T management glossed over Hyundai Rotem’s lack of US experience and encouraged the MBTA board to approve the contract quickly, given the needs of the T’s aging fleet, according to meeting minutes and materials prepared for the board.
Some members who approved the deal were livid when they later learned that a former high-ranking Boston and Philadelphia transit executive whose son remained a T manager had been hired to help Hyundai Rotem win the Pennsylvania contract. But the T said the father and son were not involved in the Boston bidding and that the son also informed the state Ethics Commission that he was recusing himself.
Though it soon became clear internally that Hyundai Rotem was falling far behind, MBTA and Department of Transportation management did not tell the board overseeing the T until a year ago — when they asked the board to approve $4 million more on top of $10 million already committed to an engineering firm hired to provide expertise and help the T ride herd on the increasingly complicated order.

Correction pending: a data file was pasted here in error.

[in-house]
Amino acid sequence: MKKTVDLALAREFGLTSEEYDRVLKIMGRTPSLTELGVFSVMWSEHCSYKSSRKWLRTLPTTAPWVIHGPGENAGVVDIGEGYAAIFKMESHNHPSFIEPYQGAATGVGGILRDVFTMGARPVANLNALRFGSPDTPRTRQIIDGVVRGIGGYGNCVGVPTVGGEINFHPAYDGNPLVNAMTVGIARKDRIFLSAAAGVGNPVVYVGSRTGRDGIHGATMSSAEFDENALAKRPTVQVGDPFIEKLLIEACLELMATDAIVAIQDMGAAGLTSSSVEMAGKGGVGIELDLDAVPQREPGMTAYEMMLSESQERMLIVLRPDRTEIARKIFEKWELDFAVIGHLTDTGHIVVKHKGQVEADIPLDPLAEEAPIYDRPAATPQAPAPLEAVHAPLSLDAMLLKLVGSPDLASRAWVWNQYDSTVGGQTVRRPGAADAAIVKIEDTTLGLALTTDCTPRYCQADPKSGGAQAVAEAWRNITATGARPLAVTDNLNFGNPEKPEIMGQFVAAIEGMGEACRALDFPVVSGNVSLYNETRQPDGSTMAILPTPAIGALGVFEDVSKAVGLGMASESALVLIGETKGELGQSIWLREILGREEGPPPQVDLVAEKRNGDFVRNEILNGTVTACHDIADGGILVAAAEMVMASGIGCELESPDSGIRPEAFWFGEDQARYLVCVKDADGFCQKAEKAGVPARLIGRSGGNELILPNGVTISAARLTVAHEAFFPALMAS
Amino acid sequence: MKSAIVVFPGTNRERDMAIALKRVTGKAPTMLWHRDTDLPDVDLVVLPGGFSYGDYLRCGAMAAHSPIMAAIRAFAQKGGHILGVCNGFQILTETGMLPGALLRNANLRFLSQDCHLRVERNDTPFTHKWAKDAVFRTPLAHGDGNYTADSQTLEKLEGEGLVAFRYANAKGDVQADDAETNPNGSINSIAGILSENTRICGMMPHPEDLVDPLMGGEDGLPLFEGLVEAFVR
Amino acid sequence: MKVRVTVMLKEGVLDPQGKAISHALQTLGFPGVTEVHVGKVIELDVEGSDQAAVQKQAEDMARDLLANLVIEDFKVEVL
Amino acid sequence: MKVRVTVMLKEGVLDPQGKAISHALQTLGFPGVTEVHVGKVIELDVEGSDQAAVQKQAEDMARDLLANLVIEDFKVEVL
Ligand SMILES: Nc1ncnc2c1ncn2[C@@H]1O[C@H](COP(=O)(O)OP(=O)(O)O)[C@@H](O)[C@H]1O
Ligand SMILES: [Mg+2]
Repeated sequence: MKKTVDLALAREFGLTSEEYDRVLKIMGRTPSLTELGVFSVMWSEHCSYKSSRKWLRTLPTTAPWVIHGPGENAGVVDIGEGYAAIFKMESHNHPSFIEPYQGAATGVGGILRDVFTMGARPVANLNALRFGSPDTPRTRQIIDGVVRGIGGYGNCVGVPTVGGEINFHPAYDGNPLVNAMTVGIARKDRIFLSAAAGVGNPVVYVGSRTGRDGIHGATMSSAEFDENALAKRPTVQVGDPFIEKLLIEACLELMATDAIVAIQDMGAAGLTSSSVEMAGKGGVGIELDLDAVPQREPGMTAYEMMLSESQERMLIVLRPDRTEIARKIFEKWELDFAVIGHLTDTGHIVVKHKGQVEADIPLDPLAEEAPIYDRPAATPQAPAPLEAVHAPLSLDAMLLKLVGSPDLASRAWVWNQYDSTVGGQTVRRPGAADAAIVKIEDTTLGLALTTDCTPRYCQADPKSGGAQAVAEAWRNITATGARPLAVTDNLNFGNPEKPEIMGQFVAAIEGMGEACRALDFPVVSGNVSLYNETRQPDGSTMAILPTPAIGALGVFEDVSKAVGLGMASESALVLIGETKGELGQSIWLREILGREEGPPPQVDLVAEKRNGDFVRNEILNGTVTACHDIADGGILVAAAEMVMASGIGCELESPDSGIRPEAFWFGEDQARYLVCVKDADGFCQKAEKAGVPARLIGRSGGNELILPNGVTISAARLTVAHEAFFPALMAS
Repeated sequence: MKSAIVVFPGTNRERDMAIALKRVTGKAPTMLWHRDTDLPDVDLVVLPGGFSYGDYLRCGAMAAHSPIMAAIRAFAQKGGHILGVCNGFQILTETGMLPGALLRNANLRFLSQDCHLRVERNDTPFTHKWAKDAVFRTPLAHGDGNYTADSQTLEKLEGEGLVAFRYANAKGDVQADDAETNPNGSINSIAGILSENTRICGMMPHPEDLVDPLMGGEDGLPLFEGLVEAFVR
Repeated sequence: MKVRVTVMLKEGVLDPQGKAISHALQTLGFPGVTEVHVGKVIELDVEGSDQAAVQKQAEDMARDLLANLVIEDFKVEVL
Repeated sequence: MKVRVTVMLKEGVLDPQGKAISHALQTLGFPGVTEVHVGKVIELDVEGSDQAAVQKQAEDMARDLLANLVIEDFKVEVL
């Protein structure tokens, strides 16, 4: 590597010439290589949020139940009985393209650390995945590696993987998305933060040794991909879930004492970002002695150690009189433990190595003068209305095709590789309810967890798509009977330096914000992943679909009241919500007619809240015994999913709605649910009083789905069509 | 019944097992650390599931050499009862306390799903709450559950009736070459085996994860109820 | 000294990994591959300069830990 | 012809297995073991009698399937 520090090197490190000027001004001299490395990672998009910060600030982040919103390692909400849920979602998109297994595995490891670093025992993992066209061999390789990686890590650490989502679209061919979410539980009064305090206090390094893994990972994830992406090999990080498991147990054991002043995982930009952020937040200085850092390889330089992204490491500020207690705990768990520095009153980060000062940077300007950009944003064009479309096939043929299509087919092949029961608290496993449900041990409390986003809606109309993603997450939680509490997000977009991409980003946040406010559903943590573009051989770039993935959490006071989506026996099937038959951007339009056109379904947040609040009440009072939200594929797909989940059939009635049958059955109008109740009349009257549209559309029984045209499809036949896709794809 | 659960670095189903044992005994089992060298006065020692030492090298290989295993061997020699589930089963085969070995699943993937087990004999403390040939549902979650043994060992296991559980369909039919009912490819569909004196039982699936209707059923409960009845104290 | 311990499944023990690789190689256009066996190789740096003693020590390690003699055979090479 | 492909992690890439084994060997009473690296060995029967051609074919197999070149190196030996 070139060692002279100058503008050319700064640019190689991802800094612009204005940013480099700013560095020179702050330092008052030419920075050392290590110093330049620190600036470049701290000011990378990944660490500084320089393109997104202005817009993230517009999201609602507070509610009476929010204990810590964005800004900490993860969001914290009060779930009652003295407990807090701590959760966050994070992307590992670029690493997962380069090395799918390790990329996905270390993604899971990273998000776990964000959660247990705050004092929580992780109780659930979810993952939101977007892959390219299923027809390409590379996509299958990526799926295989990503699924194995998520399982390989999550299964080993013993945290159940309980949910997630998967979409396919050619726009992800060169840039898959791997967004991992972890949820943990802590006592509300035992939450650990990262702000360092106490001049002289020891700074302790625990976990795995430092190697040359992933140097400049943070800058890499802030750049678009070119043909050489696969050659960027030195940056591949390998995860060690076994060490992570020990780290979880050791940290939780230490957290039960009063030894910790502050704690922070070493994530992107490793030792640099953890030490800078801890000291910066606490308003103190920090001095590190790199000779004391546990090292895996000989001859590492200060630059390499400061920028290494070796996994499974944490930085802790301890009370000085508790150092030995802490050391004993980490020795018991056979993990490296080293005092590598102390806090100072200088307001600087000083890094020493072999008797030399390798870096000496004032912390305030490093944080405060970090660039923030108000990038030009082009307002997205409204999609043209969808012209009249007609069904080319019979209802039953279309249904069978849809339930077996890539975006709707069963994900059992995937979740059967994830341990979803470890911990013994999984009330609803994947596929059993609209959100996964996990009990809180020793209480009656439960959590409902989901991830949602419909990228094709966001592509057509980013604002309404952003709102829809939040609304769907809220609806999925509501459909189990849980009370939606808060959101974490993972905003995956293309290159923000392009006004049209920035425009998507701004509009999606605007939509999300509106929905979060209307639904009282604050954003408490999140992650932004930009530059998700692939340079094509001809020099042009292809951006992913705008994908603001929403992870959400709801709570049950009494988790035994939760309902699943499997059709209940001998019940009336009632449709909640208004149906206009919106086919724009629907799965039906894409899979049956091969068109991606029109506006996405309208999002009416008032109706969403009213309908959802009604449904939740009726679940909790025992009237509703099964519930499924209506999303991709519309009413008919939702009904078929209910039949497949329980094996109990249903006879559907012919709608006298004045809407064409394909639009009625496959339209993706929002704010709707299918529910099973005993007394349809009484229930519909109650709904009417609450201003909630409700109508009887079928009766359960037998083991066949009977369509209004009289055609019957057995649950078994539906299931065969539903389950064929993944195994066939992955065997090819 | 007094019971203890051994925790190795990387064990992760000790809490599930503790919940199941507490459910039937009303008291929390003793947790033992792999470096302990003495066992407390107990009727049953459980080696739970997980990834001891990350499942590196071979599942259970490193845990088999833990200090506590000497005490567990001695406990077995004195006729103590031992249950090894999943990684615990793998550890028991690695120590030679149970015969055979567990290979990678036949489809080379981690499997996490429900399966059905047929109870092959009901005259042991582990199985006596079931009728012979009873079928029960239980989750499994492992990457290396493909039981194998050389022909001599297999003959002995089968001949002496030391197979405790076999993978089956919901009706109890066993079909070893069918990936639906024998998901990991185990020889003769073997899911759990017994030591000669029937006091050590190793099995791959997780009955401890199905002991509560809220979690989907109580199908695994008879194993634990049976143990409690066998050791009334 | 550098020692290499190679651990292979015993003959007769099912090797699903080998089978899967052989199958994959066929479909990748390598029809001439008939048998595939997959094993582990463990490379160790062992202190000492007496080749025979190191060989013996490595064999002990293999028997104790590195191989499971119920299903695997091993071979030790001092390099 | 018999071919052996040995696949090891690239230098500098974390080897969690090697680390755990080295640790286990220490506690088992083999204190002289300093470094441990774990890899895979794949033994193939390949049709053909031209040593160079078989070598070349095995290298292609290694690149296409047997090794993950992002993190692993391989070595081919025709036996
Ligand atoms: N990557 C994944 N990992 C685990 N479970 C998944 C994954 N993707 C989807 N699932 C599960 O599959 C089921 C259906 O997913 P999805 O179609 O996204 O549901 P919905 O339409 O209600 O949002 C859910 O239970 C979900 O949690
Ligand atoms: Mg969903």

Angry board members summoned Hyundai Rotem’s chief executive, M.H. Lee, to appear before them last June. He apologized for what he deemed a corporate embarrassment and said Hyundai Rotem would redouble its efforts, promising to make up lost time without compromising quality.
The T indicated in September and November that things seemed to be improving, but Lee died unexpectedly in mid-November. The letter from Davis suggests Hyundai Rotem once more put the T on the back burner after that.
Jim LaRusch, chief counsel and a vice president for the American Public Transportation Association, could not comment on the MBTA contract but acknowledged that equipment purchases are expensive, time-consuming, and potentially fraught with pitfalls.
They start with thousand-page technical specifications that incorporate federal standards and guidelines for safety and accessibility, as well as the unique needs of that transit agency, with its array of existing locomotives and coaches and varying types of stations. Bidders must be evaluated on price and ability. “Then the fun starts,” he said, meaning years of back and forth over development, production, and testing.
“It’s a pretty complex process,” LaRusch said. “It’s not like buying a Toyota.”
Eric Moskowitz can be reached at firstname.lastname@example.org.